Which begs the question why shouldn’t two people play the Hulk and Bruce Banner? Why is it considered absolutely necessary for the Hulk to be a fake CGI creation? What if, to use the suggestion of the characters in Mark Millar’s The Ultimates in casting a film of their own lives, Steve Buscemi was to play Dr Bruce Banner and then transform him into say The Rock who would be painted green and shot with LOTR style tricksy perception filming techniques to tower over everyone else (a bit more than usual). Would it really be any more ridiculous than a plainly CGI creation rampaging around a plainly green-screened location throwing plainly CGI objects about at a plainly CGI villain with a few actual actors and physical props dotted here and there to give some feeling of reality to proceedings, unlike say Attack of the Clones’ over-dependence on pure CGI constructions around actors forlornly stranded in green-screen deserts.

It seems that CGI has become the first option in the blockbuster film-maker’s bag of tricks. I Am Legend’s vampires we were told were CGI creations rather than actors wearing vampire prosthetics and make-up because the producers wanted the vampires to be terrifyingly agile. Well, yes, they were terrifyingly agile, but did it really make up for the silliness that ruined 40 minutes of high tension when we first glimpsed them in all their shockingly obvious CGI glory? If only some technology existed for making actors seem super-humanly agile, some way of making people run up walls, and levitate in air, some way of – oh wait, it does, it’s called wire-work and you may have seen it used extensively in The Matrix where it looked, at least it did the last time I checked, extremely cool rather than silly, and beat the mortal crap out of the use of CGI Keanu v CGI Hugo Weaving in Reloaded’s showpiece fight scene which ended up looking…silly.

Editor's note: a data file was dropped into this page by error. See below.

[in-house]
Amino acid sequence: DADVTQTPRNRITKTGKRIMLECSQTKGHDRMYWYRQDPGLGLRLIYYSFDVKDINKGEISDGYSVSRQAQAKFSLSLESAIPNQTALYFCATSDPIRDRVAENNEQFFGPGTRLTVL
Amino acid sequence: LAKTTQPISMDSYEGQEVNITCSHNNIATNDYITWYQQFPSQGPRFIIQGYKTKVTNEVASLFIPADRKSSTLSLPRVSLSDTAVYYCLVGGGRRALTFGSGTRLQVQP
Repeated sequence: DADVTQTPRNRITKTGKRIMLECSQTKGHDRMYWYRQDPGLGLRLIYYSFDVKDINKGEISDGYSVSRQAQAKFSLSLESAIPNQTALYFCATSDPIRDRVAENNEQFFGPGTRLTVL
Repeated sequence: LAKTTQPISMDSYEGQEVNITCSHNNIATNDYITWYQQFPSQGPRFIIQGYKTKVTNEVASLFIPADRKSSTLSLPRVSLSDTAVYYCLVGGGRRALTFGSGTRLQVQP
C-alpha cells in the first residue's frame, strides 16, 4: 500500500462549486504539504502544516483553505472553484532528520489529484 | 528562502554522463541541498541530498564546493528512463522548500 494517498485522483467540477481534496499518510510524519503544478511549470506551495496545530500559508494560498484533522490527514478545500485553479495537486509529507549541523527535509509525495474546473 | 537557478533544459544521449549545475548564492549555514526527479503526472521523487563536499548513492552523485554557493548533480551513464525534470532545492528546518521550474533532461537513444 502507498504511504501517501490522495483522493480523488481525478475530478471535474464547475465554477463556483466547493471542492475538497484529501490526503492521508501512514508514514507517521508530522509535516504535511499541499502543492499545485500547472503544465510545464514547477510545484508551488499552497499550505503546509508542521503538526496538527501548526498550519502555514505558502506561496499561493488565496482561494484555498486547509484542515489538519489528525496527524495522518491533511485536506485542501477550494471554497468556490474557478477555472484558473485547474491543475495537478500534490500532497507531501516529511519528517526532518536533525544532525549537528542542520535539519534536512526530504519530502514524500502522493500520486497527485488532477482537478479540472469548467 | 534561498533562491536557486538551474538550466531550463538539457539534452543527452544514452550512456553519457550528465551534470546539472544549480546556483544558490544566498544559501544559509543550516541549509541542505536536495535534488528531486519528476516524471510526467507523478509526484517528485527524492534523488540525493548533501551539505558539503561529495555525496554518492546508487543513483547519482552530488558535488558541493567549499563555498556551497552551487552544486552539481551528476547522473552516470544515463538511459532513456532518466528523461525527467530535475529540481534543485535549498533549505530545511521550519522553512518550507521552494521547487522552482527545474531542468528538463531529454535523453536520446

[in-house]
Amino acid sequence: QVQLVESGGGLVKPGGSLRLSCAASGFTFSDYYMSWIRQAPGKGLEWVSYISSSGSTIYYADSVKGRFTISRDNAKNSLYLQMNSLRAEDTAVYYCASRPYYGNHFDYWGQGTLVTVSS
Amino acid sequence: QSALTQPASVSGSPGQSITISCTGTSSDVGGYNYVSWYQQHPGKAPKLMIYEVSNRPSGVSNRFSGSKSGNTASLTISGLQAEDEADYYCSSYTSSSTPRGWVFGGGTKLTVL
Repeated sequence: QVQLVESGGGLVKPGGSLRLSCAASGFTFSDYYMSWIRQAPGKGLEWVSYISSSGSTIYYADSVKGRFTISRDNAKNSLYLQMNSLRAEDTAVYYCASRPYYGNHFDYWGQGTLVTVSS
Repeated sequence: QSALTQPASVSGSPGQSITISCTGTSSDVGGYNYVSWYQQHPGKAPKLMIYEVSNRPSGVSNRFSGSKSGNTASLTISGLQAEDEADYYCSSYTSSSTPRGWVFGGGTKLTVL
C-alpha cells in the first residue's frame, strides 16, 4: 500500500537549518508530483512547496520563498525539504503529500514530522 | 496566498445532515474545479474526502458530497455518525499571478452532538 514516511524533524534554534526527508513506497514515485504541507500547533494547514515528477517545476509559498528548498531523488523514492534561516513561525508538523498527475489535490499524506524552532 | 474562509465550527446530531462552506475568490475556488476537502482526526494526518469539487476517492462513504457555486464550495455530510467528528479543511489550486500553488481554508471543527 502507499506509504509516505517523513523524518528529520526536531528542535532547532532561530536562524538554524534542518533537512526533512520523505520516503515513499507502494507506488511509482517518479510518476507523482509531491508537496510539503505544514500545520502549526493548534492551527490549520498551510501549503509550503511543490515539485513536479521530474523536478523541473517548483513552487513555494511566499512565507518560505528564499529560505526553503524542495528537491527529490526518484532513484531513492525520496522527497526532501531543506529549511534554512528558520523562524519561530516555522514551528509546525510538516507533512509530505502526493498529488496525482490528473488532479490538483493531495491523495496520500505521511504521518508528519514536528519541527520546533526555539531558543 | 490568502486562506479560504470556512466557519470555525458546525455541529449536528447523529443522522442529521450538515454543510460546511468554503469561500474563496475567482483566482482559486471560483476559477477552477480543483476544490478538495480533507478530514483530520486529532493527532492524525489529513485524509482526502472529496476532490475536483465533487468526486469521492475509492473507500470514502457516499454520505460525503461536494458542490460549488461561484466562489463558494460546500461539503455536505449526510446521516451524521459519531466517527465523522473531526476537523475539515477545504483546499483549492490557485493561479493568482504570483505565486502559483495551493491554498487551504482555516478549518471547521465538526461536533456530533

Cinema produced marvels for damn near a hundred years before CGI took over. The Thing has no CGI whatsoever, can you imagine anyone having the inventiveness to do that now? CGI has stopped being a technological tool that we marvel at, it’s become meat and potatoes, and the over-reliance on it by lazy film-makers has left special effects somewhat less than special. ‘How did they do that?’ is always now answered by ‘Oh, they just CGI’d it – of course’. That’s why the truck-flip in The Dark Knight drew astonished gasps from audiences. So here’s a plea for the next over-digitised summer blockbuster – I’d rather see the wires.